New-variant Creutzfeldt-Jakob Disease (vCJD), the human form of so-called mad cow disease (see Clearing Toxic Clumps from the Brain), is a good example of the difficulty of modeling interactions. In the August 2000 issue of Nature, the Imperial team estimated that the predicted British epidemic would likely affect no more than 136,000 people. That was a preliminary projection, based on data relating to the 70 or so cases that had been recorded at that time. But all of those early cases came from the 40 percent of the population that shares a certain identifiable genetic makeup, or genotype. There was a hope at the time that the other 60 percent might be immune to vCJD.
Since then, molecular biological evidence collected by John Collinge of Imperial College and University College London has indicated that, rather than being immune, people with different genotypes might just incubate vCJD for longer periods. The evidence comes from Collinge's studies of kuru, a similar disease that is still affecting elderly members of the Fore tribe of Papua New Guinea more than 40 years after their practice of eating the brains of dead relatives was banned.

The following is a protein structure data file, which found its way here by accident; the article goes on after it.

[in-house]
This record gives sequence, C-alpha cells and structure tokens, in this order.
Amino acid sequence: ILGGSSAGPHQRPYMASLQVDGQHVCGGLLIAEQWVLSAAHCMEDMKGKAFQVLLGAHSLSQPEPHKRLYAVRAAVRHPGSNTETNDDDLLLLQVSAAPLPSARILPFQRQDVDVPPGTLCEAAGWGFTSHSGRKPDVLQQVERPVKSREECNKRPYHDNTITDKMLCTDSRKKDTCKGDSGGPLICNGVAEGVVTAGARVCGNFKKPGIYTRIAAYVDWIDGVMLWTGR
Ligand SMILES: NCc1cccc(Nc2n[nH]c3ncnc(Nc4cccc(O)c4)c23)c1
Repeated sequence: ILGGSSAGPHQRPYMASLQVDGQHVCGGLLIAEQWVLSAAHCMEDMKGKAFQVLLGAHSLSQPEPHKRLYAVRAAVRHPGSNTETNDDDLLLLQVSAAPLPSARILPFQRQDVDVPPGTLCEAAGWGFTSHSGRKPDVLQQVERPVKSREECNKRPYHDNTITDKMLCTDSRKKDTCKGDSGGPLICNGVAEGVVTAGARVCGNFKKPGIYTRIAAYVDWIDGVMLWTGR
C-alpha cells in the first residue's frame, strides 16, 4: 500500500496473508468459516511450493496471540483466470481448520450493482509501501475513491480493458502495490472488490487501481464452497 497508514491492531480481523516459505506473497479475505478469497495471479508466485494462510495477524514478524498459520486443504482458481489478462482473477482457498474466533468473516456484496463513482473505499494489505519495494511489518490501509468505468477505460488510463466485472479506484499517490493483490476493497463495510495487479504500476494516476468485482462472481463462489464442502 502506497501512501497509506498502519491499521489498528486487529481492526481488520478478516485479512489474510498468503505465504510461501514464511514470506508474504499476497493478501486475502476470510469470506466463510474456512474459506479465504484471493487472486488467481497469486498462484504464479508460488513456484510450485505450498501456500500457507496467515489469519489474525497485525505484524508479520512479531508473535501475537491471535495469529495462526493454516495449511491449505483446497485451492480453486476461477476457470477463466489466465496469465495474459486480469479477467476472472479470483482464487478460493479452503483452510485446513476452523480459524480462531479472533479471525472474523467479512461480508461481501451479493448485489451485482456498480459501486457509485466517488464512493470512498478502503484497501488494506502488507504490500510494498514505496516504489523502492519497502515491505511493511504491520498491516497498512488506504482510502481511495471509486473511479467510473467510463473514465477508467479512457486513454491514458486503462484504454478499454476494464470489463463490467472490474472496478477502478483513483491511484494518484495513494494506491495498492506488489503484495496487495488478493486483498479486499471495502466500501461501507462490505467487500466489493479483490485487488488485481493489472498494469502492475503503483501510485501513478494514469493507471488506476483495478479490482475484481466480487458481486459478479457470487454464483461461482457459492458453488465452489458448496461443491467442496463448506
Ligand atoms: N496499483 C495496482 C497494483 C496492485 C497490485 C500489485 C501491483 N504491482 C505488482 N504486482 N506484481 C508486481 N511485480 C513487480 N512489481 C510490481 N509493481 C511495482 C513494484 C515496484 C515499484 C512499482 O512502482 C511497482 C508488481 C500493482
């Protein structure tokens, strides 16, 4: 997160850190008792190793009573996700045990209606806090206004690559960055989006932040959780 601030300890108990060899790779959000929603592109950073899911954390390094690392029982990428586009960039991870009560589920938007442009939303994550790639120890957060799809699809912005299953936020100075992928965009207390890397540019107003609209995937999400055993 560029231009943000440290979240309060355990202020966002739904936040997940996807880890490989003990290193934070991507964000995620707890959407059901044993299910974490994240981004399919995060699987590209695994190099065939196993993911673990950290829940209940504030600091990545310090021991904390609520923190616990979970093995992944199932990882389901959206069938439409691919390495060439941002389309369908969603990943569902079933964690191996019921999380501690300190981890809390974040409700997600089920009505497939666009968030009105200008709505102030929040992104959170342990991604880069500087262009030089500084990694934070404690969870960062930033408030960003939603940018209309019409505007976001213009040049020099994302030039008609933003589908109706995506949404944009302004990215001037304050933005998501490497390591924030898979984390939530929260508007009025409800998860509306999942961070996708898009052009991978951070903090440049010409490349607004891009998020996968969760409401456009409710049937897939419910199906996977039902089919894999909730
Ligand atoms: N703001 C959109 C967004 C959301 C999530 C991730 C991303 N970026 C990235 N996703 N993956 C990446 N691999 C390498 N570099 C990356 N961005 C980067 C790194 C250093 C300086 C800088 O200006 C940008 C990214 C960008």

His findings raised fears that the Imperial team had vastly under-estimated the size of the epidemic. But Ferguson points out that they never excluded the possibility that the rest of the population might be susceptible. The only assumption they made, and one he thinks is justified, was that the distribution of incubation periods is likely to be similar to that of other prion diseases. In the case of kuru, for instance, the incubation period varies from 2 years to 35 years, rising to a single peak at around 15 years. By definition, the vCJD cases that have already come to light are those with the shortest incubation periods. It may be 20 years before we see the cases with longer incubations, he says.